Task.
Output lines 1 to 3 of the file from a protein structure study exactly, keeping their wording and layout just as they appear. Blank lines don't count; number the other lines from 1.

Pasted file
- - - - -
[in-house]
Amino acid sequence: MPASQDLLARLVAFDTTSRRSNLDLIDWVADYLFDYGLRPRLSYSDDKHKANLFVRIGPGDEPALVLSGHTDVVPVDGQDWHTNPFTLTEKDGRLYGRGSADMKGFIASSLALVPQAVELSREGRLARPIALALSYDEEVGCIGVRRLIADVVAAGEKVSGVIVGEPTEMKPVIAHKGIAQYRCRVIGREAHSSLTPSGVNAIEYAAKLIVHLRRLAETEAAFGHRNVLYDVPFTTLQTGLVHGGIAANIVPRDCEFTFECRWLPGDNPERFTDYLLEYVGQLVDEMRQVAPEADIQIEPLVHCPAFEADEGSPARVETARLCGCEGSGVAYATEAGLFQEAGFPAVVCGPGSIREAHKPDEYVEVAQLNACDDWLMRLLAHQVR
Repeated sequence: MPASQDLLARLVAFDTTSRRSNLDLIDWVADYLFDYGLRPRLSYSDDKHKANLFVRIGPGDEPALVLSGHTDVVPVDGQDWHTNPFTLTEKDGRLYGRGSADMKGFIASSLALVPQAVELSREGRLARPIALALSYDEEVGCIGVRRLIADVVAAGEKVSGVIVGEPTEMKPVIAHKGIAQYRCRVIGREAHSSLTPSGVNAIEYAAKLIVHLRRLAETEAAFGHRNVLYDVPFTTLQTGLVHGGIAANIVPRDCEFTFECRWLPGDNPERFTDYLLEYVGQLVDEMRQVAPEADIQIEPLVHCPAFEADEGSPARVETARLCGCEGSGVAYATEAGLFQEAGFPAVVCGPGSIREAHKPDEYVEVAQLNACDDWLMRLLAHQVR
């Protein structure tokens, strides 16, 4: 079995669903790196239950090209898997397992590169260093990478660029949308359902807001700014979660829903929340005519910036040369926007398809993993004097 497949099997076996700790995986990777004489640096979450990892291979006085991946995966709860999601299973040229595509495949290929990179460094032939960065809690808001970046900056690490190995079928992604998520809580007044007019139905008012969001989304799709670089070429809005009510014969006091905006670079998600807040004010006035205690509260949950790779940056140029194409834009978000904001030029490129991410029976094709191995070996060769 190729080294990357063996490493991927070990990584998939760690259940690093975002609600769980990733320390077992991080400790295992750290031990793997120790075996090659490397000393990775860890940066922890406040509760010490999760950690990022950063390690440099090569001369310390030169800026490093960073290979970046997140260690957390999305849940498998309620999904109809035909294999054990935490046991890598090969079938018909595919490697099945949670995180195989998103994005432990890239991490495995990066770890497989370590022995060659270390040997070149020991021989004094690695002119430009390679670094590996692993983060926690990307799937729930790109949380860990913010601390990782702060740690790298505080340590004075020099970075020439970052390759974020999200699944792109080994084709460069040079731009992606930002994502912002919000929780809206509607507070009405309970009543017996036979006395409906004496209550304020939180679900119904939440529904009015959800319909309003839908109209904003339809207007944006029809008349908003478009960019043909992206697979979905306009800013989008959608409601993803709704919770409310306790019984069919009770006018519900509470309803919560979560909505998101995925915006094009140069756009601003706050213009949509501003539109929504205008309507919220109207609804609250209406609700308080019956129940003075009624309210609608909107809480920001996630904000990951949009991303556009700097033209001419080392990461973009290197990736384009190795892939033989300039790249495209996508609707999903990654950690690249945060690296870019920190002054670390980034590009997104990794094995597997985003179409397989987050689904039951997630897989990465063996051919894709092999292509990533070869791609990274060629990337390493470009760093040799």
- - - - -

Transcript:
[in-house]
Amino acid sequence: MPASQDLLARLVAFDTTSRRSNLDLIDWVADYLFDYGLRPRLSYSDDKHKANLFVRIGPGDEPALVLSGHTDVVPVDGQDWHTNPFTLTEKDGRLYGRGSADMKGFIASSLALVPQAVELSREGRLARPIALALSYDEEVGCIGVRRLIADVVAAGEKVSGVIVGEPTEMKPVIAHKGIAQYRCRVIGREAHSSLTPSGVNAIEYAAKLIVHLRRLAETEAAFGHRNVLYDVPFTTLQTGLVHGGIAANIVPRDCEFTFECRWLPGDNPERFTDYLLEYVGQLVDEMRQVAPEADIQIEPLVHCPAFEADEGSPARVETARLCGCEGSGVAYATEAGLFQEAGFPAVVCGPGSIREAHKPDEYVEVAQLNACDDWLMRLLAHQVR
Repeated sequence: MPASQDLLARLVAFDTTSRRSNLDLIDWVADYLFDYGLRPRLSYSDDKHKANLFVRIGPGDEPALVLSGHTDVVPVDGQDWHTNPFTLTEKDGRLYGRGSADMKGFIASSLALVPQAVELSREGRLARPIALALSYDEEVGCIGVRRLIADVVAAGEKVSGVIVGEPTEMKPVIAHKGIAQYRCRVIGREAHSSLTPSGVNAIEYAAKLIVHLRRLAETEAAFGHRNVLYDVPFTTLQTGLVHGGIAANIVPRDCEFTFECRWLPGDNPERFTDYLLEYVGQLVDEMRQVAPEADIQIEPLVHCPAFEADEGSPARVETARLCGCEGSGVAYATEAGLFQEAGFPAVVCGPGSIREAHKPDEYVEVAQLNACDDWLMRLLAHQVR